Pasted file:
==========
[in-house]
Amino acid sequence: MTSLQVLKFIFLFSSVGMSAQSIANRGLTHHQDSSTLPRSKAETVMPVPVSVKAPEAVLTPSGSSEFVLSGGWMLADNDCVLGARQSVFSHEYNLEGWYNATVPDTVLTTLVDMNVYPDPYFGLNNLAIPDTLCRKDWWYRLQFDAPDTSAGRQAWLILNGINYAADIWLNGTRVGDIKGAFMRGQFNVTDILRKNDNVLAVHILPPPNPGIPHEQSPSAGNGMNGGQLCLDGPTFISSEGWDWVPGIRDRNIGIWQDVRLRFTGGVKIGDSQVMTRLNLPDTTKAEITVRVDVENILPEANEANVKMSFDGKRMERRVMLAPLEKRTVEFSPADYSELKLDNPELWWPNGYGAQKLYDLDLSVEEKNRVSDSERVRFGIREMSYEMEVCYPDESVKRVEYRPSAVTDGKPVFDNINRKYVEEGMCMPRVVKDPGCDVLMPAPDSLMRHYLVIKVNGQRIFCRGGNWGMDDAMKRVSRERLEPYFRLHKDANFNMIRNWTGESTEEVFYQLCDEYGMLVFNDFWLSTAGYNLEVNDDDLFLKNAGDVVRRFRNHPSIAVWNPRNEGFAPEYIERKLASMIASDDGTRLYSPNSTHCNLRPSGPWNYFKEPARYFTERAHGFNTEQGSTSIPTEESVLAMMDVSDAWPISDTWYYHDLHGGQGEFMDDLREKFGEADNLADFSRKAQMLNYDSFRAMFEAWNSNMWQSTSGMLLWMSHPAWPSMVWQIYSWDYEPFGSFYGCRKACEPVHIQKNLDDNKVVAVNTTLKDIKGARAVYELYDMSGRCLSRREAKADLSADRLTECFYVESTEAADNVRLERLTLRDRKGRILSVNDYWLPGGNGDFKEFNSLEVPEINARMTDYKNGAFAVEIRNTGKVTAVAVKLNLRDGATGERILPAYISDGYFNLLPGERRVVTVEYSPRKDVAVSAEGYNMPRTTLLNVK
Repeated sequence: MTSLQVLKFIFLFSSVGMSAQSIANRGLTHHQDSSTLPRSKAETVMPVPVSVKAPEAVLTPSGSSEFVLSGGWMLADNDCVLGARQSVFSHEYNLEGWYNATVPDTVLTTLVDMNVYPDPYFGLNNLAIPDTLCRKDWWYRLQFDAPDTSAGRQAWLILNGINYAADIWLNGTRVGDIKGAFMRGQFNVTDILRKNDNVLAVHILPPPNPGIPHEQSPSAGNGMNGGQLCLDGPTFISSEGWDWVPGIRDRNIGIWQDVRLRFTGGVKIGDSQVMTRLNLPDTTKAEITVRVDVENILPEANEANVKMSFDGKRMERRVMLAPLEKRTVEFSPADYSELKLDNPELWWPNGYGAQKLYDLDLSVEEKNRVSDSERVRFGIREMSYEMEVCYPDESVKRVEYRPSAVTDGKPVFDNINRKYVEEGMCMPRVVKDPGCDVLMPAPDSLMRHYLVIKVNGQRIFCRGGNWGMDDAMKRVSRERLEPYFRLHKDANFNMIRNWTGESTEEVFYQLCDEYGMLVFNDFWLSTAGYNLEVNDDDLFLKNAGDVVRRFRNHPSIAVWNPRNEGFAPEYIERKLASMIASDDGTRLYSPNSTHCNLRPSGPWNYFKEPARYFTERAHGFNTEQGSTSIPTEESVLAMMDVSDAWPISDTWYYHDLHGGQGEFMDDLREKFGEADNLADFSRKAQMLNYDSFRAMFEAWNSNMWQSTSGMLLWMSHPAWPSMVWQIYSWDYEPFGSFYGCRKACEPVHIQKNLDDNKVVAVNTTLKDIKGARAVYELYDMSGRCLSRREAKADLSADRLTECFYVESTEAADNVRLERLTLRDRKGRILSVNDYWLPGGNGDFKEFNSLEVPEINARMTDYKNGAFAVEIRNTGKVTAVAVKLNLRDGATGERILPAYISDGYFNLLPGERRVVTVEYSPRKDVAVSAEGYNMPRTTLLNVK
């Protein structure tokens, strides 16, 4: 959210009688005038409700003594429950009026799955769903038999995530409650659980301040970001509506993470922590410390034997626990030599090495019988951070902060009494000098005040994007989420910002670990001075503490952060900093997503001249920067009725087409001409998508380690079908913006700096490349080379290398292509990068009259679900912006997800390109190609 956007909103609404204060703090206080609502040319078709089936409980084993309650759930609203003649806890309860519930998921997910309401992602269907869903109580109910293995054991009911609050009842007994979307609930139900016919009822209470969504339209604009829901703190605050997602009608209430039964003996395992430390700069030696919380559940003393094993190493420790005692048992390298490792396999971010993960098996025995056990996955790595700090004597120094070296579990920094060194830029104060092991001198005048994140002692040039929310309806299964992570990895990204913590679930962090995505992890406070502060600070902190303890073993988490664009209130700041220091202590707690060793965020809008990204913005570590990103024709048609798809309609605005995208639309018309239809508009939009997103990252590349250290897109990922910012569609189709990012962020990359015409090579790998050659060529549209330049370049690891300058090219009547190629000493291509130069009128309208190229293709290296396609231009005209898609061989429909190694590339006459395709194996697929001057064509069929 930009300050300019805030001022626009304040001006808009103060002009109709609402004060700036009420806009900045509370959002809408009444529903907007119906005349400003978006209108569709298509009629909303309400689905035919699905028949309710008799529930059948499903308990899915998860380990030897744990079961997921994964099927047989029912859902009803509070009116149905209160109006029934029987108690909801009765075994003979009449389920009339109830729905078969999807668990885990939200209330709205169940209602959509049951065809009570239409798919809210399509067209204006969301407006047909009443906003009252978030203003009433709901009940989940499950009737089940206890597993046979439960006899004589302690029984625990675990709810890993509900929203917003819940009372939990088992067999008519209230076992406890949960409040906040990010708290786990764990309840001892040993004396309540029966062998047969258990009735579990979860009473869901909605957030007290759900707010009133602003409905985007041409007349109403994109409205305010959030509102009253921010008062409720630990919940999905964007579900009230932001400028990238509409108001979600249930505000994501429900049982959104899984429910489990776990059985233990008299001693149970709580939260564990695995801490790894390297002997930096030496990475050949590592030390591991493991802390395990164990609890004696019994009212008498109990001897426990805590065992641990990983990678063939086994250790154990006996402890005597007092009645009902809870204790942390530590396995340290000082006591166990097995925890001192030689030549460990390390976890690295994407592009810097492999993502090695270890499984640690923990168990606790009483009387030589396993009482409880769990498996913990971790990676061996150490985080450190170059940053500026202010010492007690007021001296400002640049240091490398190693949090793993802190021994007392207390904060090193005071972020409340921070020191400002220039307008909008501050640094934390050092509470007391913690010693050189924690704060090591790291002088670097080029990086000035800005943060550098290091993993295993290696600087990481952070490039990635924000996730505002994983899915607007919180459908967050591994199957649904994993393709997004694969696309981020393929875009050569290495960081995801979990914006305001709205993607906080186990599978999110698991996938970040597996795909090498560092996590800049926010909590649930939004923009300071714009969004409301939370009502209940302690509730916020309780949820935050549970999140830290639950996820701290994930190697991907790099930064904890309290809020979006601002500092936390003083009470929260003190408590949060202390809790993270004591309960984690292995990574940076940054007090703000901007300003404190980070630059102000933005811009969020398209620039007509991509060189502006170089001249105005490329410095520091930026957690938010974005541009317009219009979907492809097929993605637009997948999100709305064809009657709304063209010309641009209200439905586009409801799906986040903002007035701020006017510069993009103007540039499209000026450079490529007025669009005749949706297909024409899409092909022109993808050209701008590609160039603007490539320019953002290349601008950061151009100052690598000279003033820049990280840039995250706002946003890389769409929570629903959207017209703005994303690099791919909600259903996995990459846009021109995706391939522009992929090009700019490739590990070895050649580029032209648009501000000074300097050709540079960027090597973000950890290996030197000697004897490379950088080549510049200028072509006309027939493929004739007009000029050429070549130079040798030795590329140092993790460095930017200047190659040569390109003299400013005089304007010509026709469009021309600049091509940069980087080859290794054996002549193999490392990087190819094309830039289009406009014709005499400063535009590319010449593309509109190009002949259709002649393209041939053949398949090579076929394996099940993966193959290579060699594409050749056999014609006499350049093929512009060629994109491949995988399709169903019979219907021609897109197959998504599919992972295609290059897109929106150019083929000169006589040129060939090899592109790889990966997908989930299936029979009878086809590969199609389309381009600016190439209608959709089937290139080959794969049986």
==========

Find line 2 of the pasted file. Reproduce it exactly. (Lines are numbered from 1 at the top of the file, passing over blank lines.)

Amino acid sequence: MTSLQVLKFIFLFSSVGMSAQSIANRGLTHHQDSSTLPRSKAETVMPVPVSVKAPEAVLTPSGSSEFVLSGGWMLADNDCVLGARQSVFSHEYNLEGWYNATVPDTVLTTLVDMNVYPDPYFGLNNLAIPDTLCRKDWWYRLQFDAPDTSAGRQAWLILNGINYAADIWLNGTRVGDIKGAFMRGQFNVTDILRKNDNVLAVHILPPPNPGIPHEQSPSAGNGMNGGQLCLDGPTFISSEGWDWVPGIRDRNIGIWQDVRLRFTGGVKIGDSQVMTRLNLPDTTKAEITVRVDVENILPEANEANVKMSFDGKRMERRVMLAPLEKRTVEFSPADYSELKLDNPELWWPNGYGAQKLYDLDLSVEEKNRVSDSERVRFGIREMSYEMEVCYPDESVKRVEYRPSAVTDGKPVFDNINRKYVEEGMCMPRVVKDPGCDVLMPAPDSLMRHYLVIKVNGQRIFCRGGNWGMDDAMKRVSRERLEPYFRLHKDANFNMIRNWTGESTEEVFYQLCDEYGMLVFNDFWLSTAGYNLEVNDDDLFLKNAGDVVRRFRNHPSIAVWNPRNEGFAPEYIERKLASMIASDDGTRLYSPNSTHCNLRPSGPWNYFKEPARYFTERAHGFNTEQGSTSIPTEESVLAMMDVSDAWPISDTWYYHDLHGGQGEFMDDLREKFGEADNLADFSRKAQMLNYDSFRAMFEAWNSNMWQSTSGMLLWMSHPAWPSMVWQIYSWDYEPFGSFYGCRKACEPVHIQKNLDDNKVVAVNTTLKDIKGARAVYELYDMSGRCLSRREAKADLSADRLTECFYVESTEAADNVRLERLTLRDRKGRILSVNDYWLPGGNGDFKEFNSLEVPEINARMTDYKNGAFAVEIRNTGKVTAVAVKLNLRDGATGERILPAYISDGYFNLLPGERRVVTVEYSPRKDVAVSAEGYNMPRTTLLNVK